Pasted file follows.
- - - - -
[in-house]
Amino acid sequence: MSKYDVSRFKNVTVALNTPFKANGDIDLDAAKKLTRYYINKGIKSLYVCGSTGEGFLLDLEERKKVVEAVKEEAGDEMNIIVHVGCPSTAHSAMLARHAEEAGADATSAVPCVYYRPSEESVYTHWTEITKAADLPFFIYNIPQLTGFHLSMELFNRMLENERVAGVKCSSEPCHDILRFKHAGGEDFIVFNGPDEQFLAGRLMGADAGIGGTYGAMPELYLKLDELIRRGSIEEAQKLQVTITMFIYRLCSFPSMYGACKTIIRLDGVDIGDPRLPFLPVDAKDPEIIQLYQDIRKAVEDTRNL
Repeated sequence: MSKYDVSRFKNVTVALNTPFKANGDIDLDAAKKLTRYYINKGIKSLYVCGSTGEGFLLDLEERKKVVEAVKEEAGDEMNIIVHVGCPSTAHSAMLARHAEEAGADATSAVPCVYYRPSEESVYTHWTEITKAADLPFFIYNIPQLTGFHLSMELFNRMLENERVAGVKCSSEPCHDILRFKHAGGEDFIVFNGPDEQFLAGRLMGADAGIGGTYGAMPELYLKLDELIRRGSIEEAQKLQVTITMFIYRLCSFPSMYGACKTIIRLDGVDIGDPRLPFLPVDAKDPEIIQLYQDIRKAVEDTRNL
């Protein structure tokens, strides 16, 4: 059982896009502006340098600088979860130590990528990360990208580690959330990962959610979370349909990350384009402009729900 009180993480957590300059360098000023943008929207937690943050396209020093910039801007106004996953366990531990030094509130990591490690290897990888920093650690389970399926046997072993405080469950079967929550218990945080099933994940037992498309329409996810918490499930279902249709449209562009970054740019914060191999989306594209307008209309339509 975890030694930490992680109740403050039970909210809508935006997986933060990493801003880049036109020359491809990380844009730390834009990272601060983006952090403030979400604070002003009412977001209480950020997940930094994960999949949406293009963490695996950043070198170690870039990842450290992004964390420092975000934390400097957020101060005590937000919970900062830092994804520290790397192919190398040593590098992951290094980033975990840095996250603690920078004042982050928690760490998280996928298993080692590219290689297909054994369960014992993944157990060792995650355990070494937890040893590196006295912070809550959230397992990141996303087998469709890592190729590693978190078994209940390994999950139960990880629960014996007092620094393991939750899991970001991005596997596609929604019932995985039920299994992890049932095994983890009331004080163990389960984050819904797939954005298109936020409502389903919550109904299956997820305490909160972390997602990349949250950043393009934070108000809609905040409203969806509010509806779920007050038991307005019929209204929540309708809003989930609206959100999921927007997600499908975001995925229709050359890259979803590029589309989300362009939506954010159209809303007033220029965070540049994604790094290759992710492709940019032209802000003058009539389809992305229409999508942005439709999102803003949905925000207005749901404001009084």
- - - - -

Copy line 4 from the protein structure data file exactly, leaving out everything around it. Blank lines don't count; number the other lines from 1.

């Protein structure tokens, strides 16, 4: 059982896009502006340098600088979860130590990528990360990208580690959330990962959610979370349909990350384009402009729900 009180993480957590300059360098000023943008929207937690943050396209020093910039801007106004996953366990531990030094509130990591490690290897990888920093650690389970399926046997072993405080469950079967929550218990945080099933994940037992498309329409996810918490499930279902249709449209562009970054740019914060191999989306594209307008209309339509 975890030694930490992680109740403050039970909210809508935006997986933060990493801003880049036109020359491809990380844009730390834009990272601060983006952090403030979400604070002003009412977001209480950020997940930094994960999949949406293009963490695996950043070198170690870039990842450290992004964390420092975000934390400097957020101060005590937000919970900062830092994804520290790397192919190398040593590098992951290094980033975990840095996250603690920078004042982050928690760490998280996928298993080692590219290689297909054994369960014992993944157990060792995650355990070494937890040893590196006295912070809550959230397992990141996303087998469709890592190729590693978190078994209940390994999950139960990880629960014996007092620094393991939750899991970001991005596997596609929604019932995985039920299994992890049932095994983890009331004080163990389960984050819904797939954005298109936020409502389903919550109904299956997820305490909160972390997602990349949250950043393009934070108000809609905040409203969806509010509806779920007050038991307005019929209204929540309708809003989930609206959100999921927007997600499908975001995925229709050359890259979803590029589309989300362009939506954010159209809303007033220029965070540049994604790094290759992710492709940019032209802000003058009539389809992305229409999508942005439709999102803003949905925000207005749901404001009084």